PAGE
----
CBRE: U.S. office space vacancy increased to 13 percent during Q4 2017

Los Angeles, 2018-Jan-15 — /EPR Retail News/ — Vacant office space in the U.S. increased slightly by 10 basis points (bps) during the fourth quarter of 2017 (Q4 2017) to 13 percent, according to the latest analysis from CBRE. For the year, vacancy inched up 10 bps, marking the first year-over-year increase in vacancy since 2010.

The vacancy rate in suburban markets increased 10 bps, to 14.2 percent and downtown vacancy ticked up 10 bps to 10.7 percent. Vacancy continued to fall in a majority of U.S. office markets, and the national office vacancy rate remains near its post-recession low.

“The fourth quarter’s slight office vacancy rise can be attributed to an increase of supply and a slight loosening in the tightness of the market as we have closed in on the previous cyclical low,” said Spencer Levy, Americas’ head of research for CBRE.

The largest metro-area declines were recorded were recorded in Riverside (-80 bps), Salt Lake City (-70 bps) and Richmond (-60 bps). Tucson, Wilmington, Louisville, and Indianapolis, each declined by 60 bps or more. In the past four quarters, the vacancy tightening has been found in mid-sized markets located predominately across the Sun Belt, including Tucson, Las Vegas, Richmond, Albuquerque, Louisville, Orlando, Wilmington, Tampa, Phoenix, Kansas City, Riverside, Detroit and Jacksonville. The nation’s lowest vacancy rates list in Q4 2017 were led by tech markets: Seattle (7.6%), San Francisco (7.8%), Austin (8.2%), Raleigh (8.3%), New York (9.4%), and Boston (9.8%).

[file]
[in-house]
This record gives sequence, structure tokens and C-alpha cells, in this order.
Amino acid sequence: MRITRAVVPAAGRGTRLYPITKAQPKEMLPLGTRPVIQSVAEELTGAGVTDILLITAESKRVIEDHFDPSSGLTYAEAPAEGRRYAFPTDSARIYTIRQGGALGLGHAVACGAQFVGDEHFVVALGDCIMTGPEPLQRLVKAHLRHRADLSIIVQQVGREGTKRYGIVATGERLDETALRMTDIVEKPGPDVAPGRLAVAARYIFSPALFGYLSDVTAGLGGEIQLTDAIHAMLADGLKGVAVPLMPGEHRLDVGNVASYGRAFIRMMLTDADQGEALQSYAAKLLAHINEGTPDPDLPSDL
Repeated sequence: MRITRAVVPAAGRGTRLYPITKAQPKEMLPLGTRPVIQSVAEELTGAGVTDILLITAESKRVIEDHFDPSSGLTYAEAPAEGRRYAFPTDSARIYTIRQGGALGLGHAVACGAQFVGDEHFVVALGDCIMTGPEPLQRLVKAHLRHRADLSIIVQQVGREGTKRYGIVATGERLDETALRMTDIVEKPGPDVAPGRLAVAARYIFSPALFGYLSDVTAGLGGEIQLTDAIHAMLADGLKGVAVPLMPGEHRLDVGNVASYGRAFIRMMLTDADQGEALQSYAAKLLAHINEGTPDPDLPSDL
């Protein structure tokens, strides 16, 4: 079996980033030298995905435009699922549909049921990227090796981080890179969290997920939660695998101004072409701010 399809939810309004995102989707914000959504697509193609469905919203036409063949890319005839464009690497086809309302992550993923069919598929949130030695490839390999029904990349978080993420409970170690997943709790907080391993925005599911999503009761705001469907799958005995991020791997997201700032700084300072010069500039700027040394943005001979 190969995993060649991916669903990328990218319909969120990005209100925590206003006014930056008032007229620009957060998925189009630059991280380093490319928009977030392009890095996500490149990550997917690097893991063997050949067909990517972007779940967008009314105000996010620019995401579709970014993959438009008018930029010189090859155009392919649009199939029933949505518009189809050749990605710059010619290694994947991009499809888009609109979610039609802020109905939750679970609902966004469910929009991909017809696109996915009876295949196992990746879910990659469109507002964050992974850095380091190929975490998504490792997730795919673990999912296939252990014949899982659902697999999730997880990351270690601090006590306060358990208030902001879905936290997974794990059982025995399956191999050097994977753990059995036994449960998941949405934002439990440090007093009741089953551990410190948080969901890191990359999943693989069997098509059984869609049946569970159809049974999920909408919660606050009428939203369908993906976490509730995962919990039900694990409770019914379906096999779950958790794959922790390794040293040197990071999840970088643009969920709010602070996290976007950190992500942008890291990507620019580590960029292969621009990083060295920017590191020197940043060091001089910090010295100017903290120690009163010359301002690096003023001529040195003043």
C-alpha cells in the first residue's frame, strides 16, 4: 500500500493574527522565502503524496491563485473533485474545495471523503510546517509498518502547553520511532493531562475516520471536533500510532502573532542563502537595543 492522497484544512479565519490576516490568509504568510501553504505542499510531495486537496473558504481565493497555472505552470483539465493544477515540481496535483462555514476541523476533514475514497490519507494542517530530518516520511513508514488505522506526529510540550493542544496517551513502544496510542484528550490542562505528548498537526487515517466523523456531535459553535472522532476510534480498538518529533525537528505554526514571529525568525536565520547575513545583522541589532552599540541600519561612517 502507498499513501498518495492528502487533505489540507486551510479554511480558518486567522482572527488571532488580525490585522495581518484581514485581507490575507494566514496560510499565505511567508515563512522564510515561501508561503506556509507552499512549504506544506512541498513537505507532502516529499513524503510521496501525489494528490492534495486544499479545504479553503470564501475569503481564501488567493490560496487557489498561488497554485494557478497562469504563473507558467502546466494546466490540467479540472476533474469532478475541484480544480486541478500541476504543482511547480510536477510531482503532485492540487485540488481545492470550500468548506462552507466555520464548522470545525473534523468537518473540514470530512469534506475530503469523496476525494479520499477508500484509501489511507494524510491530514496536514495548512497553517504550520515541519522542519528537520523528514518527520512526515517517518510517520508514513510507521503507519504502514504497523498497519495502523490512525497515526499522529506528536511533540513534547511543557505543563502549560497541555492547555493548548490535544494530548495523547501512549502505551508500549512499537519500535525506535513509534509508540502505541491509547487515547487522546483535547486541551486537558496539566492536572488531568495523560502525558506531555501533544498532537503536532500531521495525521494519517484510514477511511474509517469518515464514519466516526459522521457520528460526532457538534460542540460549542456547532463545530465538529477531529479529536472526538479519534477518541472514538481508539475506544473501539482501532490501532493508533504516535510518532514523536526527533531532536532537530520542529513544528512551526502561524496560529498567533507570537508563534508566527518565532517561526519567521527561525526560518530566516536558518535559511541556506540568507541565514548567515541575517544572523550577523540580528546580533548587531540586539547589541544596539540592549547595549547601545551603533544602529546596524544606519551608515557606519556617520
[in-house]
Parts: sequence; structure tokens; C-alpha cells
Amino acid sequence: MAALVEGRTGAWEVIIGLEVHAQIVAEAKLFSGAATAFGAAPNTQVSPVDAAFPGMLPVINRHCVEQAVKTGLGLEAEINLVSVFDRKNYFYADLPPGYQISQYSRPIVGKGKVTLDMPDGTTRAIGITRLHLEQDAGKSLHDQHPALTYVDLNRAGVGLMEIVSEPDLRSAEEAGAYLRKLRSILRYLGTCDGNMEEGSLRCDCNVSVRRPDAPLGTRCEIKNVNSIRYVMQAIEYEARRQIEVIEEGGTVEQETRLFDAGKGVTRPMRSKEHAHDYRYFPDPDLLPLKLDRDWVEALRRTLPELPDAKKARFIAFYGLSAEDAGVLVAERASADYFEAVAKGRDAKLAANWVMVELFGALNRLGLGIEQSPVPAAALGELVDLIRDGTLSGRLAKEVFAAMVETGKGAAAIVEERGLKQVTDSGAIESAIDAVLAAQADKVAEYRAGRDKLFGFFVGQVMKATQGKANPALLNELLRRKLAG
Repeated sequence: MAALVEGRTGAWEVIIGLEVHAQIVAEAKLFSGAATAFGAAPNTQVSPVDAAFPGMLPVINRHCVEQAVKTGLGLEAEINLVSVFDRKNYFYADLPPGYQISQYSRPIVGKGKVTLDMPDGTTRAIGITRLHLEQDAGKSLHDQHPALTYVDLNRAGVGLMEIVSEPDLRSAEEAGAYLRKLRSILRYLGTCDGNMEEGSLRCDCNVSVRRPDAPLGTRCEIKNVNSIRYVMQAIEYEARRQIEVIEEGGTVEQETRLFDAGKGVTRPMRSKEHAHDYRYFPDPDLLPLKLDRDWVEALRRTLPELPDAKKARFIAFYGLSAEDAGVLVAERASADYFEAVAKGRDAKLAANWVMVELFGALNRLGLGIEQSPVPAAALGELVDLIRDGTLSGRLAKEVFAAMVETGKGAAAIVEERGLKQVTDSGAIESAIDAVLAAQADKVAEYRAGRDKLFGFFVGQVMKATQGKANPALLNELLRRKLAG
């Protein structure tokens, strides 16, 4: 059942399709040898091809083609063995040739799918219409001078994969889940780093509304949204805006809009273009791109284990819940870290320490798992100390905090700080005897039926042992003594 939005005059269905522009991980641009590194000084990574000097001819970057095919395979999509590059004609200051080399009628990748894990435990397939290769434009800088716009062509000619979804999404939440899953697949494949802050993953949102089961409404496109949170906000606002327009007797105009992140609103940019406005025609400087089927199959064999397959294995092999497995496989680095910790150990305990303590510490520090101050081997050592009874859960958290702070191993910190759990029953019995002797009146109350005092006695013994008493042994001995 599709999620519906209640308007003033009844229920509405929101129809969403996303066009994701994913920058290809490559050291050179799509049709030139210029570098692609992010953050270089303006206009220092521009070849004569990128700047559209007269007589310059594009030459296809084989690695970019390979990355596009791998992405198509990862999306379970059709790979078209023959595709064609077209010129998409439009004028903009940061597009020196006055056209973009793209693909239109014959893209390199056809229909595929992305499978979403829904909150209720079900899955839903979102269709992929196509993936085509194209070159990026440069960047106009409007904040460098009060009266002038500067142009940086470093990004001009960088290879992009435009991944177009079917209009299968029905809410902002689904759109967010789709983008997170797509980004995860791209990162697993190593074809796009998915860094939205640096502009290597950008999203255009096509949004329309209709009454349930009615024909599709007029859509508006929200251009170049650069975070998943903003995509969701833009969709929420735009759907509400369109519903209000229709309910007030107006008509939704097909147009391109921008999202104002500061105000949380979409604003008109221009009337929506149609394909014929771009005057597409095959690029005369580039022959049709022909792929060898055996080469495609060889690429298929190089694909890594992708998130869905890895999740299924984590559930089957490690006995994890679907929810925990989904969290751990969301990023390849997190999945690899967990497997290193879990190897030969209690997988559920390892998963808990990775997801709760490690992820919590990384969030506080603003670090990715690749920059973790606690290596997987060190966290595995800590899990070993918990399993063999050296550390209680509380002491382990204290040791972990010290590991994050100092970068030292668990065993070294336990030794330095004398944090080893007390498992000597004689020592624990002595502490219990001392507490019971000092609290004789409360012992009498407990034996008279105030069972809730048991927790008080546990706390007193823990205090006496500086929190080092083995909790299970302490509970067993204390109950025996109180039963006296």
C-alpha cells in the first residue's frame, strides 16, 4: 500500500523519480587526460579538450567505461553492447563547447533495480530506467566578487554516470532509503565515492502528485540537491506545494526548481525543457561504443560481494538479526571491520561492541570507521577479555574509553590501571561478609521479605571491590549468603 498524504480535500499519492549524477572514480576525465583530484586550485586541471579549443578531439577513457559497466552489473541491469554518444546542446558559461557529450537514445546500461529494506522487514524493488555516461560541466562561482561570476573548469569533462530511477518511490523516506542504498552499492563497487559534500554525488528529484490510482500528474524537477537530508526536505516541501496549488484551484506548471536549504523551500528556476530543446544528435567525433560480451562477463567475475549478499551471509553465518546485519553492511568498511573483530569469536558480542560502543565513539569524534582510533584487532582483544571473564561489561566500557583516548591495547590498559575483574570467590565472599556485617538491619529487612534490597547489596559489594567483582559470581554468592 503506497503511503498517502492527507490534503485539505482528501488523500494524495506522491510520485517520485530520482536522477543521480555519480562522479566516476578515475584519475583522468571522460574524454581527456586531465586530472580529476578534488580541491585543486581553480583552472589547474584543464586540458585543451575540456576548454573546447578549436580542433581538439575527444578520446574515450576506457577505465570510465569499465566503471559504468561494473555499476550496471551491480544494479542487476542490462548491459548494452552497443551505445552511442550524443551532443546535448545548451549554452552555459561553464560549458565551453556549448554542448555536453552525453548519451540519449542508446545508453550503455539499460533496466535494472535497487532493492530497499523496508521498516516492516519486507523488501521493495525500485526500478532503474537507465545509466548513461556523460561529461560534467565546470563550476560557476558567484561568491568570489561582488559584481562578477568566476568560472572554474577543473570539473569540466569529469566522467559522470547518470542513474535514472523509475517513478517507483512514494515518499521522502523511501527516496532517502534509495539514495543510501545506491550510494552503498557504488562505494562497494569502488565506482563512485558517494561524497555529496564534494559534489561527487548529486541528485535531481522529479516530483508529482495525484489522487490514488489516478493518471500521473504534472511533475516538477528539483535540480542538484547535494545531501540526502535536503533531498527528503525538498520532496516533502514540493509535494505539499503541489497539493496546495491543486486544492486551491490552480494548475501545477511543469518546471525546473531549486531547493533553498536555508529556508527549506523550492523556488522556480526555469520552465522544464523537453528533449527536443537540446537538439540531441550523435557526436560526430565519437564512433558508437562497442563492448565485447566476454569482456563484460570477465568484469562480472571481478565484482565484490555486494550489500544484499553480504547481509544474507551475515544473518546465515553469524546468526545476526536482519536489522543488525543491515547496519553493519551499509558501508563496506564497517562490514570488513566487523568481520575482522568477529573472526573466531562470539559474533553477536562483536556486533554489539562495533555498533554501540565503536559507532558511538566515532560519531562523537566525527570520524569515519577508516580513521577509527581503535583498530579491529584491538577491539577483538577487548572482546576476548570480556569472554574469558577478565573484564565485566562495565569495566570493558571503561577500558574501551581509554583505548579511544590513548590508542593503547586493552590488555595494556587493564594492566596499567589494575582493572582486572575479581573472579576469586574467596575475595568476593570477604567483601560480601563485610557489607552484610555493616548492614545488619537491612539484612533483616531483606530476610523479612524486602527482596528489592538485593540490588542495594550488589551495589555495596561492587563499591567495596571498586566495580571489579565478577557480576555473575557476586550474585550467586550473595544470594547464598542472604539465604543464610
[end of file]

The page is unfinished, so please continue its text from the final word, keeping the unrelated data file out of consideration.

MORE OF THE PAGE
“Despite the slight rise in vacancy, we see the new supply as healthy overall, as many markets were becoming space constrained, in particular for large block space,” added Mr. Levy.

About CBRE Group, Inc.
CBRE Group, Inc. (NYSE:CBG), a Fortune 500 and S&P 500 company headquartered in Los Angeles, is the world’s largest commercial real estate services and investment firm (based on 2016 revenue). The company has more than 75,000 employees (excluding affiliates), and serves real estate investors and occupiers through approximately 450 offices (excluding affiliates) worldwide. CBRE offers a broad range of integrated services, including facilities, transaction and project management; property management; investment management; appraisal and valuation; property leasing; strategic consulting; property sales; mortgage services and development services. Please visit our website at www.cbre.com.